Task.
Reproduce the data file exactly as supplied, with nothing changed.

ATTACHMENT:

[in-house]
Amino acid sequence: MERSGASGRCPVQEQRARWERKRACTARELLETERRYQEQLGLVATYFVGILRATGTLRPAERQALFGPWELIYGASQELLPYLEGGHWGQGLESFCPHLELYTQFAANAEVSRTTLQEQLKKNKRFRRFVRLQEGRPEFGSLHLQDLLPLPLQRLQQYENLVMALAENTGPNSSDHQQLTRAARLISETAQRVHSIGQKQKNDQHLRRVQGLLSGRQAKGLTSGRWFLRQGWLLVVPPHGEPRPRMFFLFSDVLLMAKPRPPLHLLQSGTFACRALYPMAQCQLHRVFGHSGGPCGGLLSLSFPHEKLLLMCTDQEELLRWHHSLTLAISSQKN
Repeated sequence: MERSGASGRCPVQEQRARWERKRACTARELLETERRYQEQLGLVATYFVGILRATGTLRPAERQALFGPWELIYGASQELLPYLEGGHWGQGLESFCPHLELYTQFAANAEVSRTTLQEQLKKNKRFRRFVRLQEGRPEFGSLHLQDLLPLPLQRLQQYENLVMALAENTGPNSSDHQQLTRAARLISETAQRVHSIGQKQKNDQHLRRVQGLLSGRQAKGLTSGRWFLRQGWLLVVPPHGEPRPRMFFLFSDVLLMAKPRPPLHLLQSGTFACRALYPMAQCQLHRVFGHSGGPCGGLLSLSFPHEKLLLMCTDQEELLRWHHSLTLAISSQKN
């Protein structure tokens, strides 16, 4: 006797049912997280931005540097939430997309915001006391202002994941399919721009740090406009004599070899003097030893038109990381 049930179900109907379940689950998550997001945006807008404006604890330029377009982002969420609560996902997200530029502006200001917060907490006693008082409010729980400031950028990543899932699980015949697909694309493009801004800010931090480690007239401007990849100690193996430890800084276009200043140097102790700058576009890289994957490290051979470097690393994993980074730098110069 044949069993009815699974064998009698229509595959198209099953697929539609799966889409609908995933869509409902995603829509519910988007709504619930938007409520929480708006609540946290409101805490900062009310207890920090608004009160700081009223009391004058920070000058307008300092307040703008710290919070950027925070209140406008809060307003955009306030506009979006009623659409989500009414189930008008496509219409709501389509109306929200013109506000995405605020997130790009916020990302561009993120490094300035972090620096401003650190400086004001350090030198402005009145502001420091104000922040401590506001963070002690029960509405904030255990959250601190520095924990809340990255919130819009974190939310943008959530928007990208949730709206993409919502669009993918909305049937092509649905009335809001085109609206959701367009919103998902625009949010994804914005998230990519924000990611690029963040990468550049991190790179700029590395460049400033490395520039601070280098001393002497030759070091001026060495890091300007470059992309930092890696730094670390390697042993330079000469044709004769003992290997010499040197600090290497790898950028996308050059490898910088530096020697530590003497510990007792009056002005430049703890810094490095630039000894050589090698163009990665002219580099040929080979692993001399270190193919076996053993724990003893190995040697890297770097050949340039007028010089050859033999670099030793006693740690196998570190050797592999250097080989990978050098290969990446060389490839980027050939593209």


[in-house]
Amino acid sequence: MERSGASGRCPVQEQRARWERKRACTARELLETERRYQEQLGLVATYFVGILRATGTLRPAERQALFGPWELIYGASQELLPYLEGGHWGQGLESFCPHLELYTQFAANAEVSRTTLQEQLKKNKRFRRFVRLQEGRPEFGSLHLQDLLPLPLQRLQQYENLVMALAENTGPNSSDHQQLTRAARLISETAQRVHSIGQKQKNDQHLRRVQGLLSGRQAKGLTSGRWFLRQGWLLVVPPHGEPRPRMFFLFSDVLLMAKPRPPLHLLQSGTFACRALYPMAQCQLHRVFGHSGGPCGGLLSLSFPHEKLLLMCTDQEELLRWHHSLTLAISSQKN
Repeated sequence: MERSGASGRCPVQEQRARWERKRACTARELLETERRYQEQLGLVATYFVGILRATGTLRPAERQALFGPWELIYGASQELLPYLEGGHWGQGLESFCPHLELYTQFAANAEVSRTTLQEQLKKNKRFRRFVRLQEGRPEFGSLHLQDLLPLPLQRLQQYENLVMALAENTGPNSSDHQQLTRAARLISETAQRVHSIGQKQKNDQHLRRVQGLLSGRQAKGLTSGRWFLRQGWLLVVPPHGEPRPRMFFLFSDVLLMAKPRPPLHLLQSGTFACRALYPMAQCQLHRVFGHSGGPCGGLLSLSFPHEKLLLMCTDQEELLRWHHSLTLAISSQKN
């Protein structure tokens, strides 16, 4: 006797049912997280931005540097939430997309915001006391202002994941399919721009740090406009004599070899003097030893038109990381 049930179900109907379940689950998550997001945006807008404006604890330029377009982002969420609560996902997200530029502006200001917060907490006693008082409010729980400031950028990543899932699980015949697909694309493009801004800010931090480690007239401007990849100690193996430890800084276009200043140097102790700058576009890289994957490290051979470097690393994993980074730098110069 044949069993009815699974064998009698229509595959198209099953697929539609799966889409609908995933869509409902995603829509519910988007709504619930938007409520929480708006609540946290409101805490900062009310207890920090608004009160700081009223009391004058920070000058307008300092307040703008710290919070950027925070209140406008809060307003955009306030506009979006009623659409989500009414189930008008496509219409709501389509109306929200013109506000995405605020997130790009916020990302561009993120490094300035972090620096401003650190400086004001350090030198402005009145502001420091104000922040401590506001963070002690029960509405904030255990959250601190520095924990809340990255919130819009974190939310943008959530928007990208949730709206993409919502669009993918909305049937092509649905009335809001085109609206959701367009919103998902625009949010994804914005998230990519924000990611690029963040990468550049991190790179700029590395460049400033490395520039601070280098001393002497030759070091001026060495890091300007470059992309930092890696730094670390390697042993330079000469044709004769003992290997010499040197600090290497790898950028996308050059490898910088530096020697530590003497510990007792009056002005430049703890810094490095630039000894050589090698163009990665002219580099040929080979692993001399270190193919076996053993724990003893190995040697890297770097050949340039007028010089050859033999670099030793006693740690196998570190050797592999250097080989990978050098290969990446060389490839980027050939593209």